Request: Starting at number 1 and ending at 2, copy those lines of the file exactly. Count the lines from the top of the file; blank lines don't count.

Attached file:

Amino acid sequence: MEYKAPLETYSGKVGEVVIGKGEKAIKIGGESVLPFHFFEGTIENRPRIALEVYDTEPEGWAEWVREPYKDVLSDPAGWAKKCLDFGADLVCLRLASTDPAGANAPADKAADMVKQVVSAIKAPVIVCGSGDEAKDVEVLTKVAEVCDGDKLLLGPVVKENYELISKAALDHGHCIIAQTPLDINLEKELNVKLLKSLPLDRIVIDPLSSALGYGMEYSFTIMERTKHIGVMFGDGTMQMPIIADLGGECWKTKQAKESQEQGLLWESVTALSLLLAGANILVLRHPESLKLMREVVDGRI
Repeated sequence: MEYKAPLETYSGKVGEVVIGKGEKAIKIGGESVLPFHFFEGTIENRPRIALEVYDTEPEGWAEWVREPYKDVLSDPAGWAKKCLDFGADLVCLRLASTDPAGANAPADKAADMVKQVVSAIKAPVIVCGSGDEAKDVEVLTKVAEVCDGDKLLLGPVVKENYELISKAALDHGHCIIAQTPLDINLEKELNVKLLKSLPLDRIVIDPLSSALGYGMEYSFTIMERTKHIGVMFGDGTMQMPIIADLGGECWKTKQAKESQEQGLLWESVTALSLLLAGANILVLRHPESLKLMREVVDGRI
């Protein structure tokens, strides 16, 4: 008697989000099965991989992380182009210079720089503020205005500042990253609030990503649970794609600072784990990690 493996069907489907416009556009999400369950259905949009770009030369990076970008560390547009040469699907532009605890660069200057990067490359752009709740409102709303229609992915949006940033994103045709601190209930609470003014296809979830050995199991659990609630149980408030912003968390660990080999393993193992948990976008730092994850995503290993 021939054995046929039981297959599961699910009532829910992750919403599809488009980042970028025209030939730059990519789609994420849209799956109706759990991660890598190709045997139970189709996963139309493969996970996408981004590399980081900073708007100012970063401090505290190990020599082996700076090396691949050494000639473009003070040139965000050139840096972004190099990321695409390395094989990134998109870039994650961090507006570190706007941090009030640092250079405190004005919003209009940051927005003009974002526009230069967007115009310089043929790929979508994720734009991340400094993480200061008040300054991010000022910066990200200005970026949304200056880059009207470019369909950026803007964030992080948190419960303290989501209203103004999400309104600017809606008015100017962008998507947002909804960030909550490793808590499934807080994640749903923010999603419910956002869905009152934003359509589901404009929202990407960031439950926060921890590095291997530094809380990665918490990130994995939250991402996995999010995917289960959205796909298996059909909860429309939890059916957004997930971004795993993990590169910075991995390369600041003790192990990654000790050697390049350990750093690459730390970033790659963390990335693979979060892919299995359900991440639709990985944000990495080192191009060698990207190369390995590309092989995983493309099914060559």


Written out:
Amino acid sequence: MEYKAPLETYSGKVGEVVIGKGEKAIKIGGESVLPFHFFEGTIENRPRIALEVYDTEPEGWAEWVREPYKDVLSDPAGWAKKCLDFGADLVCLRLASTDPAGANAPADKAADMVKQVVSAIKAPVIVCGSGDEAKDVEVLTKVAEVCDGDKLLLGPVVKENYELISKAALDHGHCIIAQTPLDINLEKELNVKLLKSLPLDRIVIDPLSSALGYGMEYSFTIMERTKHIGVMFGDGTMQMPIIADLGGECWKTKQAKESQEQGLLWESVTALSLLLAGANILVLRHPESLKLMREVVDGRI
Repeated sequence: MEYKAPLETYSGKVGEVVIGKGEKAIKIGGESVLPFHFFEGTIENRPRIALEVYDTEPEGWAEWVREPYKDVLSDPAGWAKKCLDFGADLVCLRLASTDPAGANAPADKAADMVKQVVSAIKAPVIVCGSGDEAKDVEVLTKVAEVCDGDKLLLGPVVKENYELISKAALDHGHCIIAQTPLDINLEKELNVKLLKSLPLDRIVIDPLSSALGYGMEYSFTIMERTKHIGVMFGDGTMQMPIIADLGGECWKTKQAKESQEQGLLWESVTALSLLLAGANILVLRHPESLKLMREVVDGRI